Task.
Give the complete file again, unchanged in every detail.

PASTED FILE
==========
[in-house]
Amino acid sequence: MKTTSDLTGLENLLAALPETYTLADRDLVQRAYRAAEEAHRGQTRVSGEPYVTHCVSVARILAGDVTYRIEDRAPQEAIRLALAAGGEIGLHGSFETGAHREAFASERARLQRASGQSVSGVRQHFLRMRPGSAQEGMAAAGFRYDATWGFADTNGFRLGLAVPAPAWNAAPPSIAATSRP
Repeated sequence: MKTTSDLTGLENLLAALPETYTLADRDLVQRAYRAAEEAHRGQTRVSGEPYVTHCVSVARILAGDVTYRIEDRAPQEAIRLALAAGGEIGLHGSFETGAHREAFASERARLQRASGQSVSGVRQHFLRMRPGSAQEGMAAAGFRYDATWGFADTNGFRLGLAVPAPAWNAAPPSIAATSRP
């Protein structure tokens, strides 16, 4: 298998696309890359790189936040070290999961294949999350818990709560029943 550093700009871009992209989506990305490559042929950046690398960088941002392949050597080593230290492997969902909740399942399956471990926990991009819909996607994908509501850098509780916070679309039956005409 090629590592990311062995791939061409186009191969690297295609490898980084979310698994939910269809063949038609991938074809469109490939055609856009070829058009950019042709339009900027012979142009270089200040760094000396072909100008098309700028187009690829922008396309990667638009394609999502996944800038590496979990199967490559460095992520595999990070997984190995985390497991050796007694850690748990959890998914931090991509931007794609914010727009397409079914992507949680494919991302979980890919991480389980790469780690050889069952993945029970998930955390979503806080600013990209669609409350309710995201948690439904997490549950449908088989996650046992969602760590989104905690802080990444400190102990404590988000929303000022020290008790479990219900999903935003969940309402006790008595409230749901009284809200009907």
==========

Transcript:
[in-house]
Amino acid sequence: MKTTSDLTGLENLLAALPETYTLADRDLVQRAYRAAEEAHRGQTRVSGEPYVTHCVSVARILAGDVTYRIEDRAPQEAIRLALAAGGEIGLHGSFETGAHREAFASERARLQRASGQSVSGVRQHFLRMRPGSAQEGMAAAGFRYDATWGFADTNGFRLGLAVPAPAWNAAPPSIAATSRP
Repeated sequence: MKTTSDLTGLENLLAALPETYTLADRDLVQRAYRAAEEAHRGQTRVSGEPYVTHCVSVARILAGDVTYRIEDRAPQEAIRLALAAGGEIGLHGSFETGAHREAFASERARLQRASGQSVSGVRQHFLRMRPGSAQEGMAAAGFRYDATWGFADTNGFRLGLAVPAPAWNAAPPSIAATSRP
């Protein structure tokens, strides 16, 4: 298998696309890359790189936040070290999961294949999350818990709560029943 550093700009871009992209989506990305490559042929950046690398960088941002392949050597080593230290492997969902909740399942399956471990926990991009819909996607994908509501850098509780916070679309039956005409 090629590592990311062995791939061409186009191969690297295609490898980084979310698994939910269809063949038609991938074809469109490939055609856009070829058009950019042709339009900027012979142009270089200040760094000396072909100008098309700028187009690829922008396309990667638009394609999502996944800038590496979990199967490559460095992520595999990070997984190995985390497991050796007694850690748990959890998914931090991509931007794609914010727009397409079914992507949680494919991302979980890919991480389980790469780690050889069952993945029970998930955390979503806080600013990209669609409350309710995201948690439904997490549950449908088989996650046992969602760590989104905690802080990444400190102990404590988000929303000022020290008790479990219900999903935003969940309402006790008595409230749901009284809200009907």